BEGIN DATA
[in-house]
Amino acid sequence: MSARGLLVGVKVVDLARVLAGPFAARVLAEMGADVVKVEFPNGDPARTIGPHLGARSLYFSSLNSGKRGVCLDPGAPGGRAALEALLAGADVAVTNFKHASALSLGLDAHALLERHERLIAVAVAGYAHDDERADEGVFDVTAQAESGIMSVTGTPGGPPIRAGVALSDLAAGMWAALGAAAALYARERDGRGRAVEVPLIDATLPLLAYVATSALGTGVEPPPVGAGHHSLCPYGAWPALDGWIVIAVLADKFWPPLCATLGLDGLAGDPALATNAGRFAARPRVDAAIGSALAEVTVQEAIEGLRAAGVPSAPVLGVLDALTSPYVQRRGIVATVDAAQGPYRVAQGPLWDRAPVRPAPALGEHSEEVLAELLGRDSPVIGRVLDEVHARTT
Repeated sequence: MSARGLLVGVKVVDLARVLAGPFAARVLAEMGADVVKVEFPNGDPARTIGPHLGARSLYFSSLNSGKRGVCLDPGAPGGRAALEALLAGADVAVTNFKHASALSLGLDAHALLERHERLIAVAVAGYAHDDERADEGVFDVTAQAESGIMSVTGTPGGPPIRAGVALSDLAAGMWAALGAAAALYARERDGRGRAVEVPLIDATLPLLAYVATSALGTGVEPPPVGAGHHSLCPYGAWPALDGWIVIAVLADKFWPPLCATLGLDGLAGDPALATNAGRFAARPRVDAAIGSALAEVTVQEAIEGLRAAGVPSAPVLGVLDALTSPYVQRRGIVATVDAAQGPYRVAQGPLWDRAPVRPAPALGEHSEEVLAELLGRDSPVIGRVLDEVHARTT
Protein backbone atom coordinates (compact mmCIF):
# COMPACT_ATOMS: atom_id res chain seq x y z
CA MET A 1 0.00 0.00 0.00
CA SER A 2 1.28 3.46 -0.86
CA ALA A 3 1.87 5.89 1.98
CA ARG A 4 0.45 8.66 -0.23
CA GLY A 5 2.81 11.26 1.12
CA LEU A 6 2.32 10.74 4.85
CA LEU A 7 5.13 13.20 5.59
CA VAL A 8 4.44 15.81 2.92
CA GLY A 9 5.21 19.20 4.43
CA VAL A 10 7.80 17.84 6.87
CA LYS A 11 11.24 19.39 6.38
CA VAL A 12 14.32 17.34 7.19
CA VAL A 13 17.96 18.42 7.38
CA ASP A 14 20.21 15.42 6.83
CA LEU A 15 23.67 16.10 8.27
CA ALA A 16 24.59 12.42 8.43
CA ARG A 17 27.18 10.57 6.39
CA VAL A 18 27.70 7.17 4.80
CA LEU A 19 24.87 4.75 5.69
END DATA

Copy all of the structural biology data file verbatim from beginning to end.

[in-house]
Amino acid sequence: MSARGLLVGVKVVDLARVLAGPFAARVLAEMGADVVKVEFPNGDPARTIGPHLGARSLYFSSLNSGKRGVCLDPGAPGGRAALEALLAGADVAVTNFKHASALSLGLDAHALLERHERLIAVAVAGYAHDDERADEGVFDVTAQAESGIMSVTGTPGGPPIRAGVALSDLAAGMWAALGAAAALYARERDGRGRAVEVPLIDATLPLLAYVATSALGTGVEPPPVGAGHHSLCPYGAWPALDGWIVIAVLADKFWPPLCATLGLDGLAGDPALATNAGRFAARPRVDAAIGSALAEVTVQEAIEGLRAAGVPSAPVLGVLDALTSPYVQRRGIVATVDAAQGPYRVAQGPLWDRAPVRPAPALGEHSEEVLAELLGRDSPVIGRVLDEVHARTT
Repeated sequence: MSARGLLVGVKVVDLARVLAGPFAARVLAEMGADVVKVEFPNGDPARTIGPHLGARSLYFSSLNSGKRGVCLDPGAPGGRAALEALLAGADVAVTNFKHASALSLGLDAHALLERHERLIAVAVAGYAHDDERADEGVFDVTAQAESGIMSVTGTPGGPPIRAGVALSDLAAGMWAALGAAAALYARERDGRGRAVEVPLIDATLPLLAYVATSALGTGVEPPPVGAGHHSLCPYGAWPALDGWIVIAVLADKFWPPLCATLGLDGLAGDPALATNAGRFAARPRVDAAIGSALAEVTVQEAIEGLRAAGVPSAPVLGVLDALTSPYVQRRGIVATVDAAQGPYRVAQGPLWDRAPVRPAPALGEHSEEVLAELLGRDSPVIGRVLDEVHARTT
Protein backbone atom coordinates (compact mmCIF):
# COMPACT_ATOMS: atom_id res chain seq x y z
CA MET A 1 0.00 0.00 0.00
CA SER A 2 1.28 3.46 -0.86
CA ALA A 3 1.87 5.89 1.98
CA ARG A 4 0.45 8.66 -0.23
CA GLY A 5 2.81 11.26 1.12
CA LEU A 6 2.32 10.74 4.85
CA LEU A 7 5.13 13.20 5.59
CA VAL A 8 4.44 15.81 2.92
CA GLY A 9 5.21 19.20 4.43
CA VAL A 10 7.80 17.84 6.87
CA LYS A 11 11.24 19.39 6.38
CA VAL A 12 14.32 17.34 7.19
CA VAL A 13 17.96 18.42 7.38
CA ASP A 14 20.21 15.42 6.83
CA LEU A 15 23.67 16.10 8.27
CA ALA A 16 24.59 12.42 8.43
CA ARG A 17 27.18 10.57 6.39
CA VAL A 18 27.70 7.17 4.80
CA LEU A 19 24.87 4.75 5.69